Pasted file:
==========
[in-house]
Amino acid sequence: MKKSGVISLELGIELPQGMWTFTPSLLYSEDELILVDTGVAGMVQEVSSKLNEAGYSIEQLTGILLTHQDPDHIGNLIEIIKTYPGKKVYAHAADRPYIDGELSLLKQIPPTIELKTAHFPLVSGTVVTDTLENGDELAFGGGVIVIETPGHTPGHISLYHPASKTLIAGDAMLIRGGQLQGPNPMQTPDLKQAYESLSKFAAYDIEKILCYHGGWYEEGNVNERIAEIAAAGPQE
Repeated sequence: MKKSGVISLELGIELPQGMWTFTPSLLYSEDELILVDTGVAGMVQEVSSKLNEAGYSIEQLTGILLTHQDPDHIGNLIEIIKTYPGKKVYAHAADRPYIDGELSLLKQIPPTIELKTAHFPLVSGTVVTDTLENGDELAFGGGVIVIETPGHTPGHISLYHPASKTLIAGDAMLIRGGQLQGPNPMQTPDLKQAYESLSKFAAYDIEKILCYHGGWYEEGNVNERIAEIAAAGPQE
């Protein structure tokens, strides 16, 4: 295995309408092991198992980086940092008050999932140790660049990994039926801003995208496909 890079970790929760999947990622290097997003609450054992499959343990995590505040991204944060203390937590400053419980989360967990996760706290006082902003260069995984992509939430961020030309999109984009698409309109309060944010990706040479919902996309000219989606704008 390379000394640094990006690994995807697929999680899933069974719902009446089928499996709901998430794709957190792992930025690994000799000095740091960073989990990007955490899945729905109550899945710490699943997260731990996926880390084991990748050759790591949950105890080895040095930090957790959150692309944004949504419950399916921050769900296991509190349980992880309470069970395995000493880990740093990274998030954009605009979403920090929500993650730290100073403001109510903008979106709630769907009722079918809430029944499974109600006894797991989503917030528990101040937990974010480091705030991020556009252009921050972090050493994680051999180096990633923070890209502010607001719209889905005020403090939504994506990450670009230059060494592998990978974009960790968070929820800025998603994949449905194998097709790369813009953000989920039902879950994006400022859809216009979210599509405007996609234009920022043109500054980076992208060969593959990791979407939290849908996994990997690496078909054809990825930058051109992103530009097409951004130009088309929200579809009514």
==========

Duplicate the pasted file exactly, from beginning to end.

[in-house]
Amino acid sequence: MKKSGVISLELGIELPQGMWTFTPSLLYSEDELILVDTGVAGMVQEVSSKLNEAGYSIEQLTGILLTHQDPDHIGNLIEIIKTYPGKKVYAHAADRPYIDGELSLLKQIPPTIELKTAHFPLVSGTVVTDTLENGDELAFGGGVIVIETPGHTPGHISLYHPASKTLIAGDAMLIRGGQLQGPNPMQTPDLKQAYESLSKFAAYDIEKILCYHGGWYEEGNVNERIAEIAAAGPQE
Repeated sequence: MKKSGVISLELGIELPQGMWTFTPSLLYSEDELILVDTGVAGMVQEVSSKLNEAGYSIEQLTGILLTHQDPDHIGNLIEIIKTYPGKKVYAHAADRPYIDGELSLLKQIPPTIELKTAHFPLVSGTVVTDTLENGDELAFGGGVIVIETPGHTPGHISLYHPASKTLIAGDAMLIRGGQLQGPNPMQTPDLKQAYESLSKFAAYDIEKILCYHGGWYEEGNVNERIAEIAAAGPQE
């Protein structure tokens, strides 16, 4: 295995309408092991198992980086940092008050999932140790660049990994039926801003995208496909 890079970790929760999947990622290097997003609450054992499959343990995590505040991204944060203390937590400053419980989360967990996760706290006082902003260069995984992509939430961020030309999109984009698409309109309060944010990706040479919902996309000219989606704008 390379000394640094990006690994995807697929999680899933069974719902009446089928499996709901998430794709957190792992930025690994000799000095740091960073989990990007955490899945729905109550899945710490699943997260731990996926880390084991990748050759790591949950105890080895040095930090957790959150692309944004949504419950399916921050769900296991509190349980992880309470069970395995000493880990740093990274998030954009605009979403920090929500993650730290100073403001109510903008979106709630769907009722079918809430029944499974109600006894797991989503917030528990101040937990974010480091705030991020556009252009921050972090050493994680051999180096990633923070890209502010607001719209889905005020403090939504994506990450670009230059060494592998990978974009960790968070929820800025998603994949449905194998097709790369813009953000989920039902879950994006400022859809216009979210599509405007996609234009920022043109500054980076992208060969593959990791979407939290849908996994990997690496078909054809990825930058051109992103530009097409951004130009088309929200579809009514």